Vokal is a platform (an app) that aims to bridge the information gap among non-English internet users by enabling peer-to-peer knowledge sharing using voice. Users can come on Vokal and ask a question, which is then answered by an expert. Doesn’t it read like an audio version of, say, a Quora?
Aprameya Radhakrishna and Mayank Bidawatka, CEO and co-founder, respectively, agree that there are similarities between the two platforms, but the difference lies in the approach. In an interview with FE’s Vikram Chaudhary, they add that the vernacular Indian learns better with audio-visual elements. Excerpts:
Is Vokal, in a way, the audio version of something like a Quora?
Quora is a great product for the English-speaking world. But the vernacular audience is different. They are getting access to a smartphone for the first time, and aren’t used to a keyboard. They are more comfortable talking into a device. Vokal is similar to Quora when it comes to the end-objective of knowledge democratisation, but our approach is different. We believe the vernacular Indian will learn better with audio-visual elements.
Quora is a household name, but Vokal doesn’t appear to be so. Why?
Quora has been around for years; Vokal is one-year old. The audience we cater to is slated to become 750-800 million users. The opportunity we are addressing is huge.
Can vernacular platforms change the way education is delivered?
Access to knowledge through the internet has higher reach than physical knowledge dissemination (schools, colleges, libraries). Vokal enables the best minds of India to share knowledge with the common folk. Most of it is shared in video and audio forms; it’s self-learning. Users can ask questions in their language on the platform, and volunteers respond within minutes. This enables a constant exchange among seekers and sharers.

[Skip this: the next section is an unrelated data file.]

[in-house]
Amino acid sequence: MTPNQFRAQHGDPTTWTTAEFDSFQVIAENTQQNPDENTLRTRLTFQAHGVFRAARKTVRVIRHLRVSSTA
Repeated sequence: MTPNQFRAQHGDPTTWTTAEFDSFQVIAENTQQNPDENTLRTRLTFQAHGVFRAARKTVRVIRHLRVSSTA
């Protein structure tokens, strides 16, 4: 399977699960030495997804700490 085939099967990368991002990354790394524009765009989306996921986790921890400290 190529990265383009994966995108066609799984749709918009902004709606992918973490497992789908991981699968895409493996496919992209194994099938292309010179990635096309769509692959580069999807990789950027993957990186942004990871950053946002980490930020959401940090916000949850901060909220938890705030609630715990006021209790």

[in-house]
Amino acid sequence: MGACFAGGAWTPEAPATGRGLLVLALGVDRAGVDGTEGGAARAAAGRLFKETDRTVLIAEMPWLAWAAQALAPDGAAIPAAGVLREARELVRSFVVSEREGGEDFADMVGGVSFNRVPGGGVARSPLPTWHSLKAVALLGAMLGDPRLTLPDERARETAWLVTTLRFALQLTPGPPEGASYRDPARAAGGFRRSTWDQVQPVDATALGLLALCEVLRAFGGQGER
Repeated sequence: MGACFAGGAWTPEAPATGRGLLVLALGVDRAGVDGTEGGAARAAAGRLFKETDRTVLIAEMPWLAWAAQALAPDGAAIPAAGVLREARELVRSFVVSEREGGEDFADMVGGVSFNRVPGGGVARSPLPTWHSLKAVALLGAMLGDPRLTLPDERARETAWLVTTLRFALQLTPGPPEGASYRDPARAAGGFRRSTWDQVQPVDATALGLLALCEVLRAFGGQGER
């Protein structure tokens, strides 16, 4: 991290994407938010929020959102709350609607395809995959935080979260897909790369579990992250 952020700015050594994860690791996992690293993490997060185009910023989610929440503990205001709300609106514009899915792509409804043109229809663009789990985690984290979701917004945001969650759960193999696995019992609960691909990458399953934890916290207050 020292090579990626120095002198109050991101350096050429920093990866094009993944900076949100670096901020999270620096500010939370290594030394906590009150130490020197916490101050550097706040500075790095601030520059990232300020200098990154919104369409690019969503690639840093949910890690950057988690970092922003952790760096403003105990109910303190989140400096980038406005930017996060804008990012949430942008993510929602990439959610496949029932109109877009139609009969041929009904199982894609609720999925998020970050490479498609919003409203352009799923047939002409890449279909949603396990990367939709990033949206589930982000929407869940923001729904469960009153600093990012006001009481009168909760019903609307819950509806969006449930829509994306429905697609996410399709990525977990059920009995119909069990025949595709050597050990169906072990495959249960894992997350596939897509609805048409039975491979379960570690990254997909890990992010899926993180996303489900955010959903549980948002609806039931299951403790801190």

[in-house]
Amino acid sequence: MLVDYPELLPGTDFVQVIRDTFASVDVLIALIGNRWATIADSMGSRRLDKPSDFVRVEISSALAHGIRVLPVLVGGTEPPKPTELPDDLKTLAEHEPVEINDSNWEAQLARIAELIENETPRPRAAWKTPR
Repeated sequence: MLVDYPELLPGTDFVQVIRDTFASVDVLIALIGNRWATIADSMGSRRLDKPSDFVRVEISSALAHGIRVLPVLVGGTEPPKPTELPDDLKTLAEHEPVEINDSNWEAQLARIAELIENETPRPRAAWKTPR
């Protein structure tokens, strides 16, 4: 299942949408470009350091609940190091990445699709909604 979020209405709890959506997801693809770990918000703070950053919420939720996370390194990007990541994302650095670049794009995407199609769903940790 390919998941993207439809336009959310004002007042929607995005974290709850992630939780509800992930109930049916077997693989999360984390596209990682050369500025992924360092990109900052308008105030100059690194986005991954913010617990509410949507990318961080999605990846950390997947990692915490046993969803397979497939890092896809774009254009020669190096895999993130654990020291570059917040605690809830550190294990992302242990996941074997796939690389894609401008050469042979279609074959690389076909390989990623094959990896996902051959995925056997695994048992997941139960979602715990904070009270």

If we look at education from a broader perspective, it encompasses schoolchildren, college students and adults who want to upskill. We don’t concentrate on curriculum knowledge sharing because that’s being addressed by schools and online universities. We address more of knowledge sharing outside of the curriculum.
How is inexpensive data helping companies such as Vokal?
There are 400 million internet users in India, and 225 million of them don’t speak English. It is expected to reach 800 million (non-English-speaking 600 million) in a few years. Information access is one of the most frequent use cases among internet users. We are grateful to companies like Jio that have revolutionised internet access, opening up avenues for progress among the marginalised.
Who vouches for the accuracy of answers delivered on Vokal? Who’s accountable for wrong information, if shared?
The best minds of India are invited to contribute here. This ensures a certain degree of quality. These volunteers are screened for their title and expertise.
Vokal is a platform that hosts Q&A of the community. A platform can never take responsibility for someone else’s opinion. It’s different from newspapers that have to be responsible for the views of the journalist. You can’t hold Twitter responsible for someone’s negative views. Our structure is similar to all these global platforms.
What is your long-term vision?
We want to see a progressive India. Today, a large part of India is marginalised because it doesn’t speak the global language. We want to remove that barrier by enabling knowledge sharing in Indian languages. There are multiple solutions out there to help people learn English. While this may take time, we know there’s very little friction in taking knowledge to people in their own language. They are hungry to learn and we have smart people who haven’t shared knowledge in their mother tongue yet. We want to harness this power.
We want to be one of the first products that can be used by India’s 500 million language internet users.
All start-ups need investment…
Vokal is funded by Accel Partners, Blume Ventures, Shunwei Capital, Kalaari Capital and 500 Startups. Our recent round was a Series A of $6.5 million.